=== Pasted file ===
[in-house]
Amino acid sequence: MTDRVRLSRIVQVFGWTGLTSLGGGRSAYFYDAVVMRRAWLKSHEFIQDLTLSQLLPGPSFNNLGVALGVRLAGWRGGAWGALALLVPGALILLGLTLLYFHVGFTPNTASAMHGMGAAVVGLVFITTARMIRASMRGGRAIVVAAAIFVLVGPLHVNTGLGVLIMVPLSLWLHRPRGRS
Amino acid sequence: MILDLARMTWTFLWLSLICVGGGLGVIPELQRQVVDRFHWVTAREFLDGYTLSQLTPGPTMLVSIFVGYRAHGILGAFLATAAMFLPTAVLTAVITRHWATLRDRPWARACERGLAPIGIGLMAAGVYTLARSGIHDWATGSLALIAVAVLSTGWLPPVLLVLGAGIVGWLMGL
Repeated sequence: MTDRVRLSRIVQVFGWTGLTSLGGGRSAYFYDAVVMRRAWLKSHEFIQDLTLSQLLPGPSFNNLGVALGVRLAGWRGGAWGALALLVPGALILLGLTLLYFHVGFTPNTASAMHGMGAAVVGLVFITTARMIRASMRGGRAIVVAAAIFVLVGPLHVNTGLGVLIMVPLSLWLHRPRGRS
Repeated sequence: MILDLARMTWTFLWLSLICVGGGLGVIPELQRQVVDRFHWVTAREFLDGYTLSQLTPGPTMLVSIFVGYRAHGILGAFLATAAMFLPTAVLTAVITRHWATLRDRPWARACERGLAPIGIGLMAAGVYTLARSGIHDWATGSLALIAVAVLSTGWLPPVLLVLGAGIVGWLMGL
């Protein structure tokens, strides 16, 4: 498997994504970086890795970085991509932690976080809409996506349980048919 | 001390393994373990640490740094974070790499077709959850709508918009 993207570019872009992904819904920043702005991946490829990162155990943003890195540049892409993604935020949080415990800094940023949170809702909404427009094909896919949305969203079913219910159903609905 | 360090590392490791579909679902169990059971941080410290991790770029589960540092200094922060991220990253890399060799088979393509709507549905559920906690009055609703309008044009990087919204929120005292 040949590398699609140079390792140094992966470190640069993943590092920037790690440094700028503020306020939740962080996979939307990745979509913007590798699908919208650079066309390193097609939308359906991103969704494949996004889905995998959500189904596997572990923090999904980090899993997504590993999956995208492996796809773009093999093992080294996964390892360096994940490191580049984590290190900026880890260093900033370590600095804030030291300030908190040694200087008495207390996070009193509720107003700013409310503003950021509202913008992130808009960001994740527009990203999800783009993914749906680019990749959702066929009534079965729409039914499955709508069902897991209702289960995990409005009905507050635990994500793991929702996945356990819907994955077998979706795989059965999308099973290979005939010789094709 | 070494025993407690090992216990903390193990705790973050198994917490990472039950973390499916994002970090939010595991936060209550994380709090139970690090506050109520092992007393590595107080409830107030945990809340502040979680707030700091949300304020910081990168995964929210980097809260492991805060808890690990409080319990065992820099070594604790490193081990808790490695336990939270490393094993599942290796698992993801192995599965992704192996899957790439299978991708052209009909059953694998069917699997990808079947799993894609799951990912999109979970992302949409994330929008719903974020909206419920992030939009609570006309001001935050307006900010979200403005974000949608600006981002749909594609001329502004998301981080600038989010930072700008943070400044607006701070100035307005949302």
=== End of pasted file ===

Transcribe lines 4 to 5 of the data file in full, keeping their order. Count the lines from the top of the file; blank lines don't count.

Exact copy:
Repeated sequence: MTDRVRLSRIVQVFGWTGLTSLGGGRSAYFYDAVVMRRAWLKSHEFIQDLTLSQLLPGPSFNNLGVALGVRLAGWRGGAWGALALLVPGALILLGLTLLYFHVGFTPNTASAMHGMGAAVVGLVFITTARMIRASMRGGRAIVVAAAIFVLVGPLHVNTGLGVLIMVPLSLWLHRPRGRS
Repeated sequence: MILDLARMTWTFLWLSLICVGGGLGVIPELQRQVVDRFHWVTAREFLDGYTLSQLTPGPTMLVSIFVGYRAHGILGAFLATAAMFLPTAVLTAVITRHWATLRDRPWARACERGLAPIGIGLMAAGVYTLARSGIHDWATGSLALIAVAVLSTGWLPPVLLVLGAGIVGWLMGL